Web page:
In Ferguson’s (The Thin Line Between Life and Death, 2013, etc.) thriller, a just-released convict and a journalist travel to a small Texas town where racial tension breeds contempt and violence.
Steve Cox returns to Blue’s Point 10 years after his conviction for killing a black man. The prison released him into the custody of old Jim Blue, whose family has owned Blue’s Point and neighboring Freedman’s Town for decades. At the same time, black magazine writer Mykeisha “Mike” Ali rides into town, planning to expose Blue’s Point as a cesspool of racism where the Klan and skinheads run rampant, threatening (and sometimes killing) black people. Both Steve and Mike, however, may be a hindrance to a diabolical plot already underway, and there are men willing to resort to murder to keep the two quiet. Ferguson firmly establishes the story’s racial theme. Mike, for instance, is attacked by skinheads simply for stopping to get gas, and it’s abundantly clear that Freedman’s Town is a community for the blacks unwelcome in Blue’s Point. Ferguson fortunately allows the theme to enhance the novel rather than drive it. Steve, for one, is invested in finding out who killed his father, who had been the Klan’s Grand Dragon, and he quickly learns that the murder that sent him to jail may have been a frame job. The villains, like the repugnant Tommy Saunder, reveal different levels of racism, some derived from ignorance, some from pure hatred. Steve is likable almost instantly when he saves a puppy from a discarded sack in a creek (courtesy of Tommy). Mike, too, is a laudable character. She’s nearly relegated into a supporting role in the suspenseful final act and a little too reliant on Steve while both are fleeing the Klan, but she’s admirably defiant even in the face of danger. Ferguson further augments his tale with drama—e.g., unresolved issues with Steve’s high school football pal, police chief Champ Lee—a hint of romance between Steve and Mike, and a surprising amount of mystery: whoever framed Steve for murder may very well be trying to do it again.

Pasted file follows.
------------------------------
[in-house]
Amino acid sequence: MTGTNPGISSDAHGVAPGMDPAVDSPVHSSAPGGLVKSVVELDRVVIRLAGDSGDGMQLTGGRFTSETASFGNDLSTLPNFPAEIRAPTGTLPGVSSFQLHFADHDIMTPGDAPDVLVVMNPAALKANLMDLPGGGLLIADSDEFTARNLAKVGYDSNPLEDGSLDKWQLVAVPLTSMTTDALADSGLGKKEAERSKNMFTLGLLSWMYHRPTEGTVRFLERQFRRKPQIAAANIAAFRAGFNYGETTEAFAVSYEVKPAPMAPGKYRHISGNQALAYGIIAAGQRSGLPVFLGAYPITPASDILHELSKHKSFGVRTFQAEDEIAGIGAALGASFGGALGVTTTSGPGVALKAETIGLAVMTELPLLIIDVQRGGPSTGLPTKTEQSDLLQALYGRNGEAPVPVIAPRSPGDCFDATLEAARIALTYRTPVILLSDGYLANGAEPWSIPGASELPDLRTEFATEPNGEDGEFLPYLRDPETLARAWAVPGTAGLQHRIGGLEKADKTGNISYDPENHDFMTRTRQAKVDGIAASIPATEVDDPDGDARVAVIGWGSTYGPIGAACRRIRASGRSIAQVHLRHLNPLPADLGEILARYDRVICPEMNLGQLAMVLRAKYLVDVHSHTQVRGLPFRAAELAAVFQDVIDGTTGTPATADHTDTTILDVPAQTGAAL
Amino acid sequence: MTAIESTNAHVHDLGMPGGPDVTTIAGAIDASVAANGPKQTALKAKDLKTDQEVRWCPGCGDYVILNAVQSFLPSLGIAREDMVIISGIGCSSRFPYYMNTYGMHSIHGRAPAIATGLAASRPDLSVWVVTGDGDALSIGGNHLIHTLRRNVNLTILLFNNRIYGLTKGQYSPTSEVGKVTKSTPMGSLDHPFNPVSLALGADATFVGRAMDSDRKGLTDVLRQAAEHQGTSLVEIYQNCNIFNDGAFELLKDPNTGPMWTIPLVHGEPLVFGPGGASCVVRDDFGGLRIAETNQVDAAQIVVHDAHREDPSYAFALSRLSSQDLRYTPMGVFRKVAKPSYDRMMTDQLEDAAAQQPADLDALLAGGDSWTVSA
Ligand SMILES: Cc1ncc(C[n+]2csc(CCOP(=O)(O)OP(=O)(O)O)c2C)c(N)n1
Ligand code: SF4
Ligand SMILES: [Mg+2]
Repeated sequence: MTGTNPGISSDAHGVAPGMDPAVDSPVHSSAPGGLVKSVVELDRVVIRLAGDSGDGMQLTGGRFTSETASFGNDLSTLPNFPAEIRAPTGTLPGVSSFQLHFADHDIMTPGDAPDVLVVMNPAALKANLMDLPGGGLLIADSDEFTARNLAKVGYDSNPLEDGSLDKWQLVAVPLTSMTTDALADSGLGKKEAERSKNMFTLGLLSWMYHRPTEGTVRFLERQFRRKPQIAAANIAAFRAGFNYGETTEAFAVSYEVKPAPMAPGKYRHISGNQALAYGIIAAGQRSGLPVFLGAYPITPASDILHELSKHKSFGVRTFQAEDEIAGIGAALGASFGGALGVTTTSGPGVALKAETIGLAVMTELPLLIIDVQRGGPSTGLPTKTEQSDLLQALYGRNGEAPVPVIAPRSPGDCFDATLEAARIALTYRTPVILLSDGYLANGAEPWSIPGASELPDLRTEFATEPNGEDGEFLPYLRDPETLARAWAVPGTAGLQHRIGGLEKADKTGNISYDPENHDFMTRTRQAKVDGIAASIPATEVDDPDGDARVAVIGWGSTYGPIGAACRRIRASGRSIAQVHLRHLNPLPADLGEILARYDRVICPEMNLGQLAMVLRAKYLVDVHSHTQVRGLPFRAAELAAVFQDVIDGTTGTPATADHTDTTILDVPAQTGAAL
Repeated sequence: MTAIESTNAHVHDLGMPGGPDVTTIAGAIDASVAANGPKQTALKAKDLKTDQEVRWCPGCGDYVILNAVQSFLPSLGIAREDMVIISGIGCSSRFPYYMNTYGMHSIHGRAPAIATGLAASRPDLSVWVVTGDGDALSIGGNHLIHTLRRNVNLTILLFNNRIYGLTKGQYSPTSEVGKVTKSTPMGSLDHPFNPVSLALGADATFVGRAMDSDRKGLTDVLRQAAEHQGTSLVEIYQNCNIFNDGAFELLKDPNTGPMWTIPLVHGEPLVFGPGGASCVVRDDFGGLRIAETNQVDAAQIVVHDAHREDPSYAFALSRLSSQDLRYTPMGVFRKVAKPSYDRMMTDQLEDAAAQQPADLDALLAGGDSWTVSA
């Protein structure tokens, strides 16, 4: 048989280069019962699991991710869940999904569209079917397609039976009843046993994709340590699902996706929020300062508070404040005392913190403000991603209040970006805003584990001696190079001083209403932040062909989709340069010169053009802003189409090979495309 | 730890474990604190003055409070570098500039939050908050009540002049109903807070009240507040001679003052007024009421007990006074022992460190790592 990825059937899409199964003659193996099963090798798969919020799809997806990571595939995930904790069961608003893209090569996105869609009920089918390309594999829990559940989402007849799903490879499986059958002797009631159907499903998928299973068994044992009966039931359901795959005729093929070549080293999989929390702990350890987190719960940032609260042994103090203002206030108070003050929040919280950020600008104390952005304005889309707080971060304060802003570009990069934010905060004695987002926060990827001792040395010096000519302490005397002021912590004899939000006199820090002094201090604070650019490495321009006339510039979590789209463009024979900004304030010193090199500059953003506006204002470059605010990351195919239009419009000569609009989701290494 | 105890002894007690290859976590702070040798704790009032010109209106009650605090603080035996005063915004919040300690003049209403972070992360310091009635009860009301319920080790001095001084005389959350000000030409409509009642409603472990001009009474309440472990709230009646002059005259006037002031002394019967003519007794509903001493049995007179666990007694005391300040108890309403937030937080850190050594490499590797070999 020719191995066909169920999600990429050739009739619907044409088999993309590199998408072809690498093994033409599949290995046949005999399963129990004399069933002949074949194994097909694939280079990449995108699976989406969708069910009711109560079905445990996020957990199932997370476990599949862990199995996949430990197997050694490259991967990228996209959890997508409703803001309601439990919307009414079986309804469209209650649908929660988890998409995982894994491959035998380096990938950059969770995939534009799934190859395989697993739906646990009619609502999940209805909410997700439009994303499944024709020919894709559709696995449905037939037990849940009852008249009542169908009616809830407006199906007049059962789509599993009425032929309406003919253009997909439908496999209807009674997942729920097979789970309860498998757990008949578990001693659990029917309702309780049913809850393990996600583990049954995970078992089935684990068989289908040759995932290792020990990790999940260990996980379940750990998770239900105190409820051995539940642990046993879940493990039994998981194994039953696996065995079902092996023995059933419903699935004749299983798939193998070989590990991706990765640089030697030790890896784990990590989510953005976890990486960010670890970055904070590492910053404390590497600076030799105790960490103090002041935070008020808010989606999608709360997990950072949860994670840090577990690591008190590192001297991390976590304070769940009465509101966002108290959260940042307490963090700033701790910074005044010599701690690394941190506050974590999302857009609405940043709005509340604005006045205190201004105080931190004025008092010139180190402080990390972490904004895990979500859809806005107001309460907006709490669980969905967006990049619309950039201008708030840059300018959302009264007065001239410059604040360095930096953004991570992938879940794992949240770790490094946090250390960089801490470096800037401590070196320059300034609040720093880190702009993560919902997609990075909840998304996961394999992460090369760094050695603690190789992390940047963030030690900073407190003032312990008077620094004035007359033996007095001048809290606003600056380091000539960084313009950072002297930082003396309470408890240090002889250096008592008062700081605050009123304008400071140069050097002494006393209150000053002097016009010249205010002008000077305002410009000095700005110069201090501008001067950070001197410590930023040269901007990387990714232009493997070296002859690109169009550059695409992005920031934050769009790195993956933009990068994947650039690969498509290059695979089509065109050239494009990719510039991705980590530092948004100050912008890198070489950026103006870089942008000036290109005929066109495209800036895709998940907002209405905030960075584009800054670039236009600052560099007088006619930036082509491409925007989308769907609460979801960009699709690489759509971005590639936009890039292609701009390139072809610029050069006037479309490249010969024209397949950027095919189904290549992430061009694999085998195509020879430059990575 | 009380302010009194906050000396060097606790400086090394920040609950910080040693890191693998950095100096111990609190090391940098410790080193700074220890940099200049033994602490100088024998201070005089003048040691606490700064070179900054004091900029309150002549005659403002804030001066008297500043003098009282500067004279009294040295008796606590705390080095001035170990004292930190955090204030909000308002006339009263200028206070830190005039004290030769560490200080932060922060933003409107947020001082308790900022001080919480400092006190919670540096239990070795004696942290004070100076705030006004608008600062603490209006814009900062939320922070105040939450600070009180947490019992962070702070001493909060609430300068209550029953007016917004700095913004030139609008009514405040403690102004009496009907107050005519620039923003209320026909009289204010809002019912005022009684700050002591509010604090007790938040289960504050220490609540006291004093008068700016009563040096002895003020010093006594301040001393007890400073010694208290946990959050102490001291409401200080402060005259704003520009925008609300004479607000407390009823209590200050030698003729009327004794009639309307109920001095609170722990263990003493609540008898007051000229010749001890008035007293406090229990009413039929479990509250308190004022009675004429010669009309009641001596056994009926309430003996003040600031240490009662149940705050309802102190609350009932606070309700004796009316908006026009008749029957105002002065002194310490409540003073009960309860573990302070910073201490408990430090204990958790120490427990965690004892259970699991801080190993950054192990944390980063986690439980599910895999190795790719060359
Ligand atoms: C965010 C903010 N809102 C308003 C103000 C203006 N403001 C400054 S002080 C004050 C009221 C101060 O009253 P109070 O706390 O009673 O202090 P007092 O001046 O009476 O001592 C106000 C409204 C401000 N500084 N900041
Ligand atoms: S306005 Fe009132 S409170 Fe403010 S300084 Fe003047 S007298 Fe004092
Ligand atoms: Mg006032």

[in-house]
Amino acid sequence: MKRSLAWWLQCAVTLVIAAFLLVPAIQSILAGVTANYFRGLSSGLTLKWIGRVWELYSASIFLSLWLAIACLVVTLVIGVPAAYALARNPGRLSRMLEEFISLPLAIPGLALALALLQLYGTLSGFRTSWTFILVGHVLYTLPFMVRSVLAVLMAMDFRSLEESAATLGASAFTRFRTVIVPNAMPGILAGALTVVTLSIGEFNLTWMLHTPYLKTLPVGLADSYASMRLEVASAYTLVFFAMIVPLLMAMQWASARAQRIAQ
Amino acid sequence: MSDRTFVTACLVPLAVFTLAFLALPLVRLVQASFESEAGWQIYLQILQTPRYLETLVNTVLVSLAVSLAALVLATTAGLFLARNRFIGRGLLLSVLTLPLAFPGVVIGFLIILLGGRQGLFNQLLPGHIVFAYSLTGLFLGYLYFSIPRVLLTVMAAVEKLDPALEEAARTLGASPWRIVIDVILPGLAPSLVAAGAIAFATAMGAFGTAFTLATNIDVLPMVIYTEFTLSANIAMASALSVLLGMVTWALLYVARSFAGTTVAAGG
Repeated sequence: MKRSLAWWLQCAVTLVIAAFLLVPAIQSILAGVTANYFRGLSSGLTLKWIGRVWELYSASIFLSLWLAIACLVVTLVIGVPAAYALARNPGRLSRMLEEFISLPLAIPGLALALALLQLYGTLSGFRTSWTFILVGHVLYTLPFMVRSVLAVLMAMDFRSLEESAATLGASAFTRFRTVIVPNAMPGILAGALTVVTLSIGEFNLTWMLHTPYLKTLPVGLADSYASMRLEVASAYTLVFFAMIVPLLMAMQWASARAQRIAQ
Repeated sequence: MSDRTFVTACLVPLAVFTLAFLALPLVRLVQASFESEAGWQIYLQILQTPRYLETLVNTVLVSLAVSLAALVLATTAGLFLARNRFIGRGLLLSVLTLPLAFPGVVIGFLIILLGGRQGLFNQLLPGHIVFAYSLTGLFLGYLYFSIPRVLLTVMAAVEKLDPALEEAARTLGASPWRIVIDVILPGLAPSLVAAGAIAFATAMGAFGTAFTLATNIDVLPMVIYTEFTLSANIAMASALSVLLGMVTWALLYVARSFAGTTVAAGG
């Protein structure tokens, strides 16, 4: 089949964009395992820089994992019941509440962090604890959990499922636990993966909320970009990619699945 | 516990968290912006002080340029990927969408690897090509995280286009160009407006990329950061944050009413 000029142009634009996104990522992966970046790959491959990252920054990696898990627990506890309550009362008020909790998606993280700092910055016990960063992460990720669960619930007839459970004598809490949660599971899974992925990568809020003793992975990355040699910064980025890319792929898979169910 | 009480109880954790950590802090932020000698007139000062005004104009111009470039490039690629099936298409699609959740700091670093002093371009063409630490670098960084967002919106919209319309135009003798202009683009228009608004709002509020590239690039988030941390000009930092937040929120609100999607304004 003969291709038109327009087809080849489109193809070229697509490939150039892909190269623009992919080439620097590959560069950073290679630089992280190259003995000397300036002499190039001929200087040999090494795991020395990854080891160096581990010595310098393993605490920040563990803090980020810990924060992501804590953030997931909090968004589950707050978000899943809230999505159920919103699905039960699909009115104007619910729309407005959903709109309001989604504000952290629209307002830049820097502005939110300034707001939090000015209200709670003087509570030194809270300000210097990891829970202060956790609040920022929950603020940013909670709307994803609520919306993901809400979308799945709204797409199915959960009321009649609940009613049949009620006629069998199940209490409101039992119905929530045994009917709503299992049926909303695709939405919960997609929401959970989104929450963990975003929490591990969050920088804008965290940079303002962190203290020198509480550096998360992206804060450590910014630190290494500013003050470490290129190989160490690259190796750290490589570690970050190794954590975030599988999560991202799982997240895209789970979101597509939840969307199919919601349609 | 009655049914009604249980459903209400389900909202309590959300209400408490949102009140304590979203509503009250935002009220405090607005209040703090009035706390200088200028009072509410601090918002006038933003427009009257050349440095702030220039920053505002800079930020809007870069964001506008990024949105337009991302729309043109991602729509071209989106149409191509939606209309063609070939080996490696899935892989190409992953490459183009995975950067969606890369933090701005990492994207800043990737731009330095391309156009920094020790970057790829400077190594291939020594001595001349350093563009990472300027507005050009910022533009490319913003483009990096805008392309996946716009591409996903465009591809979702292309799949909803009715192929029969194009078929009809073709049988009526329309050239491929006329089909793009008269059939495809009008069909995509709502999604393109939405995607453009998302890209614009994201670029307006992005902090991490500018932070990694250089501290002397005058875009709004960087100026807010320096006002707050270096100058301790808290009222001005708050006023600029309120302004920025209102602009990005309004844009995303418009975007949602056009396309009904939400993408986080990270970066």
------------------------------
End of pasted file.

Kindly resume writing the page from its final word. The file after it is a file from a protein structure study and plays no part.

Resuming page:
Respectful and astute handling of serious social conflicts in a satisfying yarn.